Epidemiology Setting the Scene

The risk of developing a disease can be increased by exposure to a disease-promoting factor or decreased by a protective factor. In terms of antioxidants, high risk is generally assumed to be associated with low intakes, plasma levels, or tissue concentrations of antioxidants. Epidemiological studies often express results in terms of the relative risk (RR) of mortality or disease. The RR is generally given as the mean and 95% confidence interval (CI). In general, an RR of 0.80 indicates an average reduction in risk of 20%; however, RR values must be interpreted with caution and the CI must be considered. If the CI spans 1.0, the RR is not statistically significant, regardless of its magnitude.

Different approaches are used in observational epidemiology. Cross-cultural studies compare standardized mortality rates (from all causes or from a specific disease) or disease prevalence and the factor of interest ('exposure variable') in different populations within or between countries. These can be regarded as 'snapshot' observational surveys. Case-control studies compare the factor of interest in people who have a disease (the cases) with that in those who do not (the controls). Prospective trials are longitudinal studies of apparently disease-free subjects whose health is monitored over years or decades; the exposure variable of interest is compared, retrospectively, between those who develop the disease of interest and those who do not.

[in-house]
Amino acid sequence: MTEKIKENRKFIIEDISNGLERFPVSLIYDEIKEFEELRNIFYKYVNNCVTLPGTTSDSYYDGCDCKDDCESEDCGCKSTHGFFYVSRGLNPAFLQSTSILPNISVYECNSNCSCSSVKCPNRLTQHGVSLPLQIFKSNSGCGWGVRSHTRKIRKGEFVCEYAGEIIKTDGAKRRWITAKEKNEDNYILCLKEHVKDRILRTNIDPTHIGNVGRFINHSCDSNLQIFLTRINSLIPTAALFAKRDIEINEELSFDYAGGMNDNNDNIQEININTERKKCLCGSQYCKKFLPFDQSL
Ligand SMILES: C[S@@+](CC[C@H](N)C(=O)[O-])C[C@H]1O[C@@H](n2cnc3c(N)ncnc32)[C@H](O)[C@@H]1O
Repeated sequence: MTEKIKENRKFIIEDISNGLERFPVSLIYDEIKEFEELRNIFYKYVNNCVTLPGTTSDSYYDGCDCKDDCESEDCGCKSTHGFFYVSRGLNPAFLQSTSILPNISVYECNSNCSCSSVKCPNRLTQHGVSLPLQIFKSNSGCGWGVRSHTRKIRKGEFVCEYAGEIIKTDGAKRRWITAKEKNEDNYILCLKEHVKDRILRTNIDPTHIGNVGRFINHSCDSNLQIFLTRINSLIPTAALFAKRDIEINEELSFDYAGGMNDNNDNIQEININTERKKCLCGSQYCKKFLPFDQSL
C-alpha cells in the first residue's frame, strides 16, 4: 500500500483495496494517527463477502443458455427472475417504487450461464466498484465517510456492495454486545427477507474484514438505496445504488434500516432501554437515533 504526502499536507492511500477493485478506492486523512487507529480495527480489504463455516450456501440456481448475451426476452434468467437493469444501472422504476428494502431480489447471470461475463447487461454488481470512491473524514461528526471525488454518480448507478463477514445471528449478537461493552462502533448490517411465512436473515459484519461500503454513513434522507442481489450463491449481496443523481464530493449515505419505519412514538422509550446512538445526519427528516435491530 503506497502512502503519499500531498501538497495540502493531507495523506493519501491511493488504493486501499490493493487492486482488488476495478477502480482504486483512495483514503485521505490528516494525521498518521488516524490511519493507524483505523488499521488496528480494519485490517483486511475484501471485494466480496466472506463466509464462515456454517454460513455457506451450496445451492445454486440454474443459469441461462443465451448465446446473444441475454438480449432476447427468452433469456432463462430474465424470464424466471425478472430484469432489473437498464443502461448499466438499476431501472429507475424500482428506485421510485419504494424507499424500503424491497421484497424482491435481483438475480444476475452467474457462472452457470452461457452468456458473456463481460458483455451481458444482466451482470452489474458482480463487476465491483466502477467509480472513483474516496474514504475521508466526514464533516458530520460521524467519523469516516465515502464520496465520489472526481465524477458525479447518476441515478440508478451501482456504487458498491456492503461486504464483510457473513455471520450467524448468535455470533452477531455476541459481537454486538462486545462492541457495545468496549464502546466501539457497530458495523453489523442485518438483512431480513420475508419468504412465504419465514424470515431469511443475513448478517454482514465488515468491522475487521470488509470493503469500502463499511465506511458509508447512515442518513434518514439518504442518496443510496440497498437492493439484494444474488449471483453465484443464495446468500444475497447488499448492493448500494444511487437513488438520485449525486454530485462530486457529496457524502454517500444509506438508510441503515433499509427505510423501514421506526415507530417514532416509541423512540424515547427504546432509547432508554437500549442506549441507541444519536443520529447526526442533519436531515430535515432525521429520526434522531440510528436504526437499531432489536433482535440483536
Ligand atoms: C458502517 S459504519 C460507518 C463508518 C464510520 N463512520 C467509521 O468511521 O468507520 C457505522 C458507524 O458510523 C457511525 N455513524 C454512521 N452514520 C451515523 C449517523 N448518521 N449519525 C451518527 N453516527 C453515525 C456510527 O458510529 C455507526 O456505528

New Mothers Guide to Breast Feeding

New Mothers Guide to Breast Feeding

For many years, scientists have been playing out the ingredients that make breast milk the perfect food for babies. They've discovered to day over 200 close compounds to fight infection, help the immune system mature, aid in digestion, and support brain growth - nature made properties that science simply cannot copy. The important long term benefits of breast feeding include reduced risk of asthma, allergies, obesity, and some forms of childhood cancer. The more that scientists continue to learn, the better breast milk looks.

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